Ford weighs UK or Germany to produce electric transmissions



LONDON – Ford is set to choose one of its two transmission factories in Europe to produce electric transmissions, according to sources close to the automaker.

The two factories in the running are the two former facilities of Ford’s joint venture with Getrag, now 100% owned by Ford. One is in Halewood, England, and the other is in Cologne, Germany.

Ford will announce its decision “in a few weeks,” according to UK broadcaster Sky News, which first reported the story.

The winning factory would build “e-drive” units comprising an electric motor, transmission and inverter for electric vehicles, a source said.

No details were available as to whether the factory would build the three main components from scratch or assemble the vendor units.

Switching from building transmissions for internal combustion engine vehicles to e-drives for electric vehicles would secure the future of either plant as Ford will only sell fully electric passenger cars in Europe from here. 2030.

Ford has not commented on the potential location of electric motor production in Europe.

“Ford is banking on ‘all-in’ electrification, with 100% of our fully electric passenger vehicles and two-thirds of our utility vehicle sales expected to be fully electric or plug-in hybrids by 2030,” the company said. . in a statement to Automotive news Europe.

The automaker’s Cologne transmission plant is next to the Ford auto plant that is currently building the small Fiesta sedan. The plant will build fully electric cars for European markets based on the Volkswagen Group’s MEB platform. The first car, which is expected to be based on the VW ID4 compact crossover, is due in 2023, with a second car also likely.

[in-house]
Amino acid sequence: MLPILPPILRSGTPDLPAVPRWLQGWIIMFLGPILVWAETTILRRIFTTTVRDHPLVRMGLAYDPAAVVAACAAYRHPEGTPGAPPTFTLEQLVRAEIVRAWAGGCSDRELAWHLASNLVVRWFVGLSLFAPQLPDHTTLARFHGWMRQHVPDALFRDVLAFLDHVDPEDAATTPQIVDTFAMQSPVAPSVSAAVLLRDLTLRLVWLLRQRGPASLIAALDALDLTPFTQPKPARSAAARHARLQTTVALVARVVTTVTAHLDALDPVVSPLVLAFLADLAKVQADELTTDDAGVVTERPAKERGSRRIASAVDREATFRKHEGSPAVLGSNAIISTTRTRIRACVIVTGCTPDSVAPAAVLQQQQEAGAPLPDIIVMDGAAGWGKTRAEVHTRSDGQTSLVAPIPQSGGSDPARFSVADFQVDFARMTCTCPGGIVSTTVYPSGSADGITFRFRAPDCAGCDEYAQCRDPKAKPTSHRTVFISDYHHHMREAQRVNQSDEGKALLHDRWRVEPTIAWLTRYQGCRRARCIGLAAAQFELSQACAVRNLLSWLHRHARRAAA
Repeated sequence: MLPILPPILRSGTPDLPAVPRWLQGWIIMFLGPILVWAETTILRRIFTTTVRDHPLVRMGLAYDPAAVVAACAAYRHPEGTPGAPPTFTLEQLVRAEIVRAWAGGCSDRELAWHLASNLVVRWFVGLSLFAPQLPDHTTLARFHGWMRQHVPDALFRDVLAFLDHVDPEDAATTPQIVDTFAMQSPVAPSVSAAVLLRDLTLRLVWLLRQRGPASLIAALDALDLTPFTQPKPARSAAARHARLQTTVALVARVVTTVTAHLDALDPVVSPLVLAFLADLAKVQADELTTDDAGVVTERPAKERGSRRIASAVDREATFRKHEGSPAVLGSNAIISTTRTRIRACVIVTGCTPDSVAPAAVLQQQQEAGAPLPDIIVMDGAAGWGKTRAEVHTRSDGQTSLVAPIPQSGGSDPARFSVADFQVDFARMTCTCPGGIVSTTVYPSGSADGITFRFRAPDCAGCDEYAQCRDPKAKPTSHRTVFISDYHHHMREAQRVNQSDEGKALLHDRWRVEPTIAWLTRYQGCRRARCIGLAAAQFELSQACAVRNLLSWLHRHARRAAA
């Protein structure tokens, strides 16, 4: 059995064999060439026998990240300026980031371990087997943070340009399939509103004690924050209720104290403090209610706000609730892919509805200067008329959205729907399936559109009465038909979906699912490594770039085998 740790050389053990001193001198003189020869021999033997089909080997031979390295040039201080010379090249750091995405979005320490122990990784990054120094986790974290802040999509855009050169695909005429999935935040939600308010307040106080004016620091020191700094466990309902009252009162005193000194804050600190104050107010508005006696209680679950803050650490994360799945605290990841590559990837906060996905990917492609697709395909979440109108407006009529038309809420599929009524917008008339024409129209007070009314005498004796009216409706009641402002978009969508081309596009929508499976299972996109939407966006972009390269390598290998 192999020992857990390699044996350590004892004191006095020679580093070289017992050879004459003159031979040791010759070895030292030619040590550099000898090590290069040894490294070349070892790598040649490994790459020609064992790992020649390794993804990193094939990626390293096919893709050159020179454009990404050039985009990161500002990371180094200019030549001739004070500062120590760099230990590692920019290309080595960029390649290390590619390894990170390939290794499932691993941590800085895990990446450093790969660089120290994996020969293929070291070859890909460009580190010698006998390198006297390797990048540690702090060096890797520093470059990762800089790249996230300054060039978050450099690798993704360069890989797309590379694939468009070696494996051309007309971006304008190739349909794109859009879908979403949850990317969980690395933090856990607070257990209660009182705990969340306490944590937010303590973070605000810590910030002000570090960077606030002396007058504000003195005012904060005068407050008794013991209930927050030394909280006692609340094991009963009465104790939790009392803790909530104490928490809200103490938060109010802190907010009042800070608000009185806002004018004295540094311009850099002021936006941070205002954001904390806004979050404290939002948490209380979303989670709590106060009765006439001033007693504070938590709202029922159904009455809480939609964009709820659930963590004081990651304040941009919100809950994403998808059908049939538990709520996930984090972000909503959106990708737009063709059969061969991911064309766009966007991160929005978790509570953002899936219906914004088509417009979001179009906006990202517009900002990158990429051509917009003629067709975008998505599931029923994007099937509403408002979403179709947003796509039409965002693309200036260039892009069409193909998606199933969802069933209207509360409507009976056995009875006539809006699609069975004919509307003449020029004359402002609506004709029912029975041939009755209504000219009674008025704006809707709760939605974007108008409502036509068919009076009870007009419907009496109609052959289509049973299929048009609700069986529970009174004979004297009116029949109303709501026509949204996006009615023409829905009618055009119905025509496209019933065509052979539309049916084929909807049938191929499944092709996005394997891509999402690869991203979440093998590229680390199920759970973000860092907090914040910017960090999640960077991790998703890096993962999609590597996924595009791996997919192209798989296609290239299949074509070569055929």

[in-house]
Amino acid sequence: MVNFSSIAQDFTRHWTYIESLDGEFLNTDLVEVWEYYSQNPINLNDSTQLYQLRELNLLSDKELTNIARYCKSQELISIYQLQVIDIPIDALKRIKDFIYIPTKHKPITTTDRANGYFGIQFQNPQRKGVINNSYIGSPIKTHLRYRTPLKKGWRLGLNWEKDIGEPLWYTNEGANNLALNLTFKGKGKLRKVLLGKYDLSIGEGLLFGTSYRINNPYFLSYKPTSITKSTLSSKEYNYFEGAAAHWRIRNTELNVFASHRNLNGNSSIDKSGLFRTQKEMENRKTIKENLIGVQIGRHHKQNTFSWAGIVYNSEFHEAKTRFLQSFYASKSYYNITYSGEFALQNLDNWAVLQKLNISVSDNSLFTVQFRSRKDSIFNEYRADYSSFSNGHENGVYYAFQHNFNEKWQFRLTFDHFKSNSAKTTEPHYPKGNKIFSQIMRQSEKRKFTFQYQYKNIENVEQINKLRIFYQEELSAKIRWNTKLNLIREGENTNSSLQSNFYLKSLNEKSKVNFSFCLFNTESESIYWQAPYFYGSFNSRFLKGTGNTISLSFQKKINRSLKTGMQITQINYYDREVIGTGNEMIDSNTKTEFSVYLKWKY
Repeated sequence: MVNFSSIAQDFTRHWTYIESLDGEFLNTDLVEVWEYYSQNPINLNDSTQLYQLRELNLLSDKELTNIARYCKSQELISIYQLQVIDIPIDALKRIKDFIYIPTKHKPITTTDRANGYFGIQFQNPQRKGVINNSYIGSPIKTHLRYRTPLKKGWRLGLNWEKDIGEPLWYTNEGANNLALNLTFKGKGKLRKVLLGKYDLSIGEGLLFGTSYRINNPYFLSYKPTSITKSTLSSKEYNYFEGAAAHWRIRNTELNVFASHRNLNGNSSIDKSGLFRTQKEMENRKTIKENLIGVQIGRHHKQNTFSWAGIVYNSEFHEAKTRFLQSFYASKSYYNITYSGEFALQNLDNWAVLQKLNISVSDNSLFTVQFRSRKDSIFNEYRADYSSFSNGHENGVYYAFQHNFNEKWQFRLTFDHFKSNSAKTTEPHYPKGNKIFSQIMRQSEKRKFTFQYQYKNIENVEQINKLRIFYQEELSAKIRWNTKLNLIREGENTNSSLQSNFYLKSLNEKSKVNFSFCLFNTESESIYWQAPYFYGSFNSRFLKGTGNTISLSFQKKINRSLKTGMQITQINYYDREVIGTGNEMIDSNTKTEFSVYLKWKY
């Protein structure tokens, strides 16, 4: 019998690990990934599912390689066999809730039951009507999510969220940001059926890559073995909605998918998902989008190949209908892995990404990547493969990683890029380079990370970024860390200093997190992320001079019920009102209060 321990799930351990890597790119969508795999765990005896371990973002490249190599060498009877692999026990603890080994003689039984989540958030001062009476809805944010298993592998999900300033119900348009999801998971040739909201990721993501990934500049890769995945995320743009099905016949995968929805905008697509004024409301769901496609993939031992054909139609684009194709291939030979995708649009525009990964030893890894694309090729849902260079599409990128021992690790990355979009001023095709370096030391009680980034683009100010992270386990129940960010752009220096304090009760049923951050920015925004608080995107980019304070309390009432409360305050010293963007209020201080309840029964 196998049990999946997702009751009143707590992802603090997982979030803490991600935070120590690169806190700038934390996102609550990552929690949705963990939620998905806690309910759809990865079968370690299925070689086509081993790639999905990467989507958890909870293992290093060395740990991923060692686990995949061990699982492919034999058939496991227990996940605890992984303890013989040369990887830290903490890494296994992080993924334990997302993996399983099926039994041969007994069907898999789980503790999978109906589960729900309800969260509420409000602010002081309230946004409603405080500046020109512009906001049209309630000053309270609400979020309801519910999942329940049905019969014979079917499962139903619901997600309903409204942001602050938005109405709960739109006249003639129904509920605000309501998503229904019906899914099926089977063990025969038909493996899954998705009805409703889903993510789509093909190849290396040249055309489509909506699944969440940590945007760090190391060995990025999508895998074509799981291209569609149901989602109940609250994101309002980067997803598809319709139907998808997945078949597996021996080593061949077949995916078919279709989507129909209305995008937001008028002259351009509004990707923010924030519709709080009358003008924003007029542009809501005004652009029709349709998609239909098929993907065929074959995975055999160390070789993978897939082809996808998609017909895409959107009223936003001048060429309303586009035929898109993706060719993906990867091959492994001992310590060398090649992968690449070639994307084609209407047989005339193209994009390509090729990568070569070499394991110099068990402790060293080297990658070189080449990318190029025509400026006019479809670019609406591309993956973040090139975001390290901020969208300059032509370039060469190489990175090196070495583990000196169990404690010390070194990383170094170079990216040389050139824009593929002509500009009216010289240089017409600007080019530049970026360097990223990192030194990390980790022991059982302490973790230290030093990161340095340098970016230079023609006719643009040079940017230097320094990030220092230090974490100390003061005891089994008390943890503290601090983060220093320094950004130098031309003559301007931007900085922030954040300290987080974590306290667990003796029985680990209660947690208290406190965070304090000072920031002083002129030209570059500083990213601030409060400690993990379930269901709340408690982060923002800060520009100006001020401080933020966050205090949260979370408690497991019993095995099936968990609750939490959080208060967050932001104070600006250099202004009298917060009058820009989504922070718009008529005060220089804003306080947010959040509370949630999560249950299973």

However, MEB cars could also use transmission components supplied by VW.

Ford of Europe CEO Stuart Rowley said in an interview in March that the company is ready to cut the number of factories making powertrain components in Europe as it goes electric. “As the transition goes on there will be fewer powertrain factories; we could also invest in electrical components,” Rowley said.

Ford is already building its own electric propulsion units for its Mach-E electric SUV produced in Mexico.

Ford’s decision to allocate the production of electric transmissions to Halewood or Cologne could depend on the size of government subsidies.

Ford has held talks with officials from the UK Department for Business, Energy and Industrial Strategy (BEIS) about the proposals for Halewood, Sky News reported.

The UK government has been generous to automakers keen to keep their business in the country as it struggles to overcome the hurdles imposed by the country’s exit from the European Union’s free trade bloc.

In July, the government agreed to pay about 30% of Stellantis’ £ 100million ($ 137million) cost to convert Vauxhall’s Ellesmere Port plant to electric vans.


Leave A Reply

Your email address will not be published.